2022 Annual Meeting Highlight: Descendants: Boundaries of Beginnings (Film Screening and Q&A) with Kern Jackson

Annual Meeting News, Events
headshot of kern jackson, who has short cropped hair and is wearing glasses

Join Dr. Kern Jackson, Co-Producer and Co-Writer of Descendant, for a discussion about the recently-released film about the search for and historic discovery of The Clotilda, the last known ship to arrive in the United States, illegally carrying enslaved Africans. After a century of secrecy and speculation, the 2019 discovery of the ship turns attention toward the descendant community of Africatown and presents a moving portrait of a community actively grappling with and fighting to preserve their heritage while examining what justice looks like today.

The feature documentary “Descendant” won the U.S. Documentary Special Jury Award: Creative Vision at the Sundance Film Festival.

The film screening of Descendant and Q&A with Kern Jackson will take place Thursday, October 13, 8:00 pm–10:00 pm.

Emmett Lewis standing at a dock overlooking a body of water and horizon. Lighting is blue and green, and Lewis is wearing a red shirt and black shorts with a white hem.
Emmett Lewis

The residents of Africatown, U.S.A. in Mobile, Alabama, have re-Centered the Periphery of their space and place through shared stories and cultural preservation for generations. Following Zora Neale Hurston’s footsteps, the film Descendant (109 minutes) explores the interplay between memory, evidence, and how descendants bend their narrative to demonstrate the complexity of tradition bearing and heritage preservation. Descendant also reveals the enduring power imbalance that persists between the descendants of the family who chartered the last illegal expedition and the descendants of those who were enslaved aboard it. The ongoing process of “resistance, resilience, and survival” continues to be documented by folklorists as those in Africatown extend their legacy “forming and re-forming” their history.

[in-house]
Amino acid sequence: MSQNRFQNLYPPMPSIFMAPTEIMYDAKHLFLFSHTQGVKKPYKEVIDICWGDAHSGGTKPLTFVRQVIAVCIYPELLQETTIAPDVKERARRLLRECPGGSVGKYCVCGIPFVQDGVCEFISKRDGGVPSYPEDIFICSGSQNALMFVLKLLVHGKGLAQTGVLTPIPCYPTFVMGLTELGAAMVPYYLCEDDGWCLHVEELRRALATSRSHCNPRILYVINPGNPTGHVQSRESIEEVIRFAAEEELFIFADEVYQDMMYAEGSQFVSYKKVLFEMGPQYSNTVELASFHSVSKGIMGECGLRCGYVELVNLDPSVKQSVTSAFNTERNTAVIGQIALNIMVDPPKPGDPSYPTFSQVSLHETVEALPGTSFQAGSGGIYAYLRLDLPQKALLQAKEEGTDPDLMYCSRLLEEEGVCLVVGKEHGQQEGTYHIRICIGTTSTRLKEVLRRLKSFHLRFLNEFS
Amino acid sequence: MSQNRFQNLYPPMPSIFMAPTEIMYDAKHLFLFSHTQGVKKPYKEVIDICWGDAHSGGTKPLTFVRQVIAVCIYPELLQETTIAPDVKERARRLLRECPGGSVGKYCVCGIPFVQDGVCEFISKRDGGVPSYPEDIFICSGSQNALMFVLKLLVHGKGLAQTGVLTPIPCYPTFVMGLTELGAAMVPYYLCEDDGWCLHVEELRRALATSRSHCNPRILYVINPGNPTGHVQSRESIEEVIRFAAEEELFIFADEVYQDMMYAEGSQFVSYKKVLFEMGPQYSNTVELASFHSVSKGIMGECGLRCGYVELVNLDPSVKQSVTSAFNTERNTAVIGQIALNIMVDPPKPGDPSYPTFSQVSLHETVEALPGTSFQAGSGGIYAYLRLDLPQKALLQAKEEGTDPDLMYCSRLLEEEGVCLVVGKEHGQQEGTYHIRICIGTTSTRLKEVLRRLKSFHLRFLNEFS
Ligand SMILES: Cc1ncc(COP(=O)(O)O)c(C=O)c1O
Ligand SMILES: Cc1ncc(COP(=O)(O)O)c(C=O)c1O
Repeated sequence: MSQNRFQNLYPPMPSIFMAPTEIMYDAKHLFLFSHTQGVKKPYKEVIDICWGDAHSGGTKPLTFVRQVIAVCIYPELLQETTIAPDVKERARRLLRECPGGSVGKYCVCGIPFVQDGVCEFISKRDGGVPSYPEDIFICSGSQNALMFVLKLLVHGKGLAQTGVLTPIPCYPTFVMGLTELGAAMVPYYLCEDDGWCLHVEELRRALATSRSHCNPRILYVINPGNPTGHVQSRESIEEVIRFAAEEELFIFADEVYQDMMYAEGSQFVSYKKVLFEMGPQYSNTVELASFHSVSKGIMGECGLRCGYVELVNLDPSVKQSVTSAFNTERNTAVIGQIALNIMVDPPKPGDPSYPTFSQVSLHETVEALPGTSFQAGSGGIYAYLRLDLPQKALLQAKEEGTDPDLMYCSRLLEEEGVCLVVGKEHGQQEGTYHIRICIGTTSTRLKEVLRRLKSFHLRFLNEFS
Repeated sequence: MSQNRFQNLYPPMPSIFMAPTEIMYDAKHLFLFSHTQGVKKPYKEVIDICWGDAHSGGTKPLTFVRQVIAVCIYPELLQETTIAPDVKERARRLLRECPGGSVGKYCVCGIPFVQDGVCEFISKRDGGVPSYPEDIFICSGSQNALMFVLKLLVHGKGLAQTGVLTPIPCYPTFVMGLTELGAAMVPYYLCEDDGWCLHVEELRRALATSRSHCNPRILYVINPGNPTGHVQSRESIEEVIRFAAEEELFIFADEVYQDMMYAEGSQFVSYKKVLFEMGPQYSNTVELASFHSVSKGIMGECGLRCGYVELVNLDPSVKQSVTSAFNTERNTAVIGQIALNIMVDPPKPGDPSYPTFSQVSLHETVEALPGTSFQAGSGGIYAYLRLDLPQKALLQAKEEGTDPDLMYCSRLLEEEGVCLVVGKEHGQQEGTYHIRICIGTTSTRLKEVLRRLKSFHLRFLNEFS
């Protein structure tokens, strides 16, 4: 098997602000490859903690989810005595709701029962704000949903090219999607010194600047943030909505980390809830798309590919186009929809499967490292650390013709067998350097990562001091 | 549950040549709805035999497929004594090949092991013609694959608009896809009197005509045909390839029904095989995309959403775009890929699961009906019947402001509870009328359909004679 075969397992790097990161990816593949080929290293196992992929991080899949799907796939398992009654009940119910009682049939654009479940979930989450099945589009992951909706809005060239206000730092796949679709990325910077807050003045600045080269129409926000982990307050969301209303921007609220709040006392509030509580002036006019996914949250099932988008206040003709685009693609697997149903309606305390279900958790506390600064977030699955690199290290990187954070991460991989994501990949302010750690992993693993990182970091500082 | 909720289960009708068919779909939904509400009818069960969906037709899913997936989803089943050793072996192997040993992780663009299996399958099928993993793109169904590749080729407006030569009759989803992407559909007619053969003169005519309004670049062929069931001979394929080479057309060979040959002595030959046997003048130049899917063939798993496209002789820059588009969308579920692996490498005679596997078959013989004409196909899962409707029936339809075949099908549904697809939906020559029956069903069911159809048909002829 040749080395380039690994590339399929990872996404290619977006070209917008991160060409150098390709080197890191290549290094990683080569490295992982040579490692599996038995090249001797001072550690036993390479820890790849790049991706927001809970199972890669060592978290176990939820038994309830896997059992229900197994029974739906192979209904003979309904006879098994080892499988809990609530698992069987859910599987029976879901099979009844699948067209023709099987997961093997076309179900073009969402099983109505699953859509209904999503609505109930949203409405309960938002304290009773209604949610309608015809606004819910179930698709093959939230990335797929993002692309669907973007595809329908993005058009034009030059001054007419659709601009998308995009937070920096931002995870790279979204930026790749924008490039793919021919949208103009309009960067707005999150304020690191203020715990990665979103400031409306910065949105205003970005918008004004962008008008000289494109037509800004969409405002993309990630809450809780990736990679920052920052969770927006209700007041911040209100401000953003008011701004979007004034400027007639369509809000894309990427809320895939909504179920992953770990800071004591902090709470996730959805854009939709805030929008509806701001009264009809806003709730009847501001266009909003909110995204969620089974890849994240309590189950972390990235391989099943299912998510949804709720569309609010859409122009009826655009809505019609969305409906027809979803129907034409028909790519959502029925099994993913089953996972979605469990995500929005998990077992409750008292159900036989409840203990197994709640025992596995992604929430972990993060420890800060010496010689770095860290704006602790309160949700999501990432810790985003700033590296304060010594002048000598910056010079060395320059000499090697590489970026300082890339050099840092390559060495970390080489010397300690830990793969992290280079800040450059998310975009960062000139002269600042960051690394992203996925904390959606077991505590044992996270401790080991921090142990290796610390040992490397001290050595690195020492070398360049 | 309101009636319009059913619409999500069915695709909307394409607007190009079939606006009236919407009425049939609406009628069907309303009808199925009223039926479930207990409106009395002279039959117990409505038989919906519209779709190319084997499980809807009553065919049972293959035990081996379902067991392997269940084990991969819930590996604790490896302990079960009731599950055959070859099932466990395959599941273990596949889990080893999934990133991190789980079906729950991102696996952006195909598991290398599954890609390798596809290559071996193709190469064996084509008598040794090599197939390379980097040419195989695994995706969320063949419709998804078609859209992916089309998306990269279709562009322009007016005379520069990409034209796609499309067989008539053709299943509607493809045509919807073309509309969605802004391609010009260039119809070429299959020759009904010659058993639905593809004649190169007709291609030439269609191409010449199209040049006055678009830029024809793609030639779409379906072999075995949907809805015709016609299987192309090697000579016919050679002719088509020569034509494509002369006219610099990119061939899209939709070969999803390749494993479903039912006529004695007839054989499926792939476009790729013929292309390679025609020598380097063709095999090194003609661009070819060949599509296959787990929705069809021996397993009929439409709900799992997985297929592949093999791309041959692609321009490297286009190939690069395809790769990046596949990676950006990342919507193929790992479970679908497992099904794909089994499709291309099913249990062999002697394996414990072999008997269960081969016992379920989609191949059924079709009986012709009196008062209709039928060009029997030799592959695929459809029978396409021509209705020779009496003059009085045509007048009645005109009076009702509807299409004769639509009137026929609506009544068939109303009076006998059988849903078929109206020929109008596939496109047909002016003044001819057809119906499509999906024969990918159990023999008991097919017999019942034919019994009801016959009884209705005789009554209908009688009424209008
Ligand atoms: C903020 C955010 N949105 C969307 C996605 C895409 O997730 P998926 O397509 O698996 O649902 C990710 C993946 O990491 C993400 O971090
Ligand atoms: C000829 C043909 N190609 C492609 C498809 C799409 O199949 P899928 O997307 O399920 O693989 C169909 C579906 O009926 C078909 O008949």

Kern Michael Jackson, Ph.D., is a folklorist with an extensive academic career in ethnography, oral history, material culture and literary folkloristics. He is currently the director of the African American Studies program at the University of South Alabama. Previously, he was curator of minority history for The Museum of Mobile, AL, and the project coordinator for the City of Mobile’s Tri-centennial Celebration Video Oral History Project. He taught for twoyears in the District of Columbia Public School System. Dr. Jackson served as a historian on the documentary The Order of Myths, directed by Margaret Brown. He has appeared in multiple episodes of an Alabama Public Television Series, Alabama Journey Proud. In 2020, he was part of Alabama Black Belt Blues, a documentary about Alabama’s blues music tradition, centered in its fertile Black Belt region. Dr. Jackson is a graduate of the University of Virginia, with a degree in English Literature and African-American Studies. He has master’s degree from University of Wisconsin-Madison in African-American Studies. He holds a doctorate in Folklore from Indiana University Bloomington.

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